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[Image: “George Washington crossing the Delaware” by Emanuel Leutze]

By Philip Martin, Crisis Magazine, July 7, 2022

Philip J. Martin is a graduate of both Auburn University and the Franciscan University of Steubenville and is currently residing in beautiful Daphne, AL with his family. He is an award-winning fiction author and has published numerous pieces of non-fiction, fiction, and poetry in various publications.


Although the Revolutionary War started well for the American troops, it was not long into 1776 that things took a turn for the worse. New York City was conquered in a mere three-month period between August and November after British troops landed in Long Island. From there, Washington, with six thousand men, fled the city southwest across New Jersey, chased by General Cornwallis. Eventually, the American Commander settled on the Pennsylvania side of the Delaware River.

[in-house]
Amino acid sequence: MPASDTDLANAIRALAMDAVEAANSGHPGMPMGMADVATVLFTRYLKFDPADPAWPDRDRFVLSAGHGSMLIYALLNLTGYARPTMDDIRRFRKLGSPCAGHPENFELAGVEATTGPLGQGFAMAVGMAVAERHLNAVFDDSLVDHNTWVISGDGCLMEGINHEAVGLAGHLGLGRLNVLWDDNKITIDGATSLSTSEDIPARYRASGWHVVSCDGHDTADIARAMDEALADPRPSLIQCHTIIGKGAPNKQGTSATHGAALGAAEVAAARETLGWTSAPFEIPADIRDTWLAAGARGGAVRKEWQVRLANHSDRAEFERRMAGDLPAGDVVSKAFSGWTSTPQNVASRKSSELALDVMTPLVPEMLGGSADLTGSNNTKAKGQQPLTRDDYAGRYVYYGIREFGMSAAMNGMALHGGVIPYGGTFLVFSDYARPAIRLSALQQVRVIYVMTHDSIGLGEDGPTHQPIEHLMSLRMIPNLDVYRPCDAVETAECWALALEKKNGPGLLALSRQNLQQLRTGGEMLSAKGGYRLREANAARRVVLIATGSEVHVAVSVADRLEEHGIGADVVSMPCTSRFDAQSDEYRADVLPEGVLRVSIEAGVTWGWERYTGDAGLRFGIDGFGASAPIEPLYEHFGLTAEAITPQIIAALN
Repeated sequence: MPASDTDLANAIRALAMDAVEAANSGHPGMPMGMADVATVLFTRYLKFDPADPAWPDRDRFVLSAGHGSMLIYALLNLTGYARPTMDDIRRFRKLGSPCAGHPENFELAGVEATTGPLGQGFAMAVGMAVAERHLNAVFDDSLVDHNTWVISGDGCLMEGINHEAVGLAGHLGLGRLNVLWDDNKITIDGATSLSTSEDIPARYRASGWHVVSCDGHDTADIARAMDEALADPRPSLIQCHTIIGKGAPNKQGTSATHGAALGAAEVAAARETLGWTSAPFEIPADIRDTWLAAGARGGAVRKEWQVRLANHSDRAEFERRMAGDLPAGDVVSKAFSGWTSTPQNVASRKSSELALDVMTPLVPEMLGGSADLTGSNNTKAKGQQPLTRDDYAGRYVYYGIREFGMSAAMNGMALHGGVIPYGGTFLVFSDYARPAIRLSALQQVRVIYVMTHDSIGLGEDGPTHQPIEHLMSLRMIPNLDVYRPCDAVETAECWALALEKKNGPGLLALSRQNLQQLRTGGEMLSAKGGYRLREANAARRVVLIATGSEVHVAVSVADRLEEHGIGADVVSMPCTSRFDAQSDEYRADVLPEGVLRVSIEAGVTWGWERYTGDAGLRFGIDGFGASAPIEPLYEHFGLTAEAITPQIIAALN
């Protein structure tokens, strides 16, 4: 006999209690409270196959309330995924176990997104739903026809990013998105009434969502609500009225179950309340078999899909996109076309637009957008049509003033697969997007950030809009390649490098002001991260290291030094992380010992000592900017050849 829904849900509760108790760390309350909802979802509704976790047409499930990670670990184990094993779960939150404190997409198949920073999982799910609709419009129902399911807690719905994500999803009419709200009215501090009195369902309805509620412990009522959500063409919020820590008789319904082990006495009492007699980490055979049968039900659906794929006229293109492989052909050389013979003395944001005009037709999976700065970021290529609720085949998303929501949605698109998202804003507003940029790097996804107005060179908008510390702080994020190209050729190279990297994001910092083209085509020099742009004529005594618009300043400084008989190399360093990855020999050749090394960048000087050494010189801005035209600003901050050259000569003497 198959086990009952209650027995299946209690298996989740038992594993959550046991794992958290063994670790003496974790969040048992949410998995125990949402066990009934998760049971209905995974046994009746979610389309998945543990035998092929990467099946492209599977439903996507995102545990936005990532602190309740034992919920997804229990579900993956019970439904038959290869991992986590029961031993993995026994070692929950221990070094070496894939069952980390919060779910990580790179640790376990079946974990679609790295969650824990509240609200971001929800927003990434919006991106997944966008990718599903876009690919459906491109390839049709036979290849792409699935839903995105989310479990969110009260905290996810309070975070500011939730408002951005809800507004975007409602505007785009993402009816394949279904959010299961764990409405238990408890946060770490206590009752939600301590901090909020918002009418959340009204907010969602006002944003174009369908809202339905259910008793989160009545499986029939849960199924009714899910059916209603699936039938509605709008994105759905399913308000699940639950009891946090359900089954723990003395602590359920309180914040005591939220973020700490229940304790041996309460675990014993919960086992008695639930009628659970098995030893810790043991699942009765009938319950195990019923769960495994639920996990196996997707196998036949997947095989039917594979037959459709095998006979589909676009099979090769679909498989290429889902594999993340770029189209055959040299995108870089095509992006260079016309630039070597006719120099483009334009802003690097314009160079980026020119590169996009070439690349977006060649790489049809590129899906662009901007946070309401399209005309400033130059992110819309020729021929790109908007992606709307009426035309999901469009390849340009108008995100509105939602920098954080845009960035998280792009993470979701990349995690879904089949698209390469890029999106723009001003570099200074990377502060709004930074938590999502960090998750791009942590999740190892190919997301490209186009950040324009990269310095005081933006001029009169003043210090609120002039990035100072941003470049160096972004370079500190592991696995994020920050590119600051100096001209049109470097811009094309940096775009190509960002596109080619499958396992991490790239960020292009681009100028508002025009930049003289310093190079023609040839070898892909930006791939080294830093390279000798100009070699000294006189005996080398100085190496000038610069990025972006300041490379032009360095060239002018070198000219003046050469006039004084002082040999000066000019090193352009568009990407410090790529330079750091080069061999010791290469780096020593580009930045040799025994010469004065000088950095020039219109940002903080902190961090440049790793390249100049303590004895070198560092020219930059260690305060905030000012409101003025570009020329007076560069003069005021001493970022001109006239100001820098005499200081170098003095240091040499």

Though many of the thousands of troops made it to the encampment safely, nearly two thousand were in need of hospital care, and a significant number of others had deserted the young army out of fear that the war had already been lost. ….

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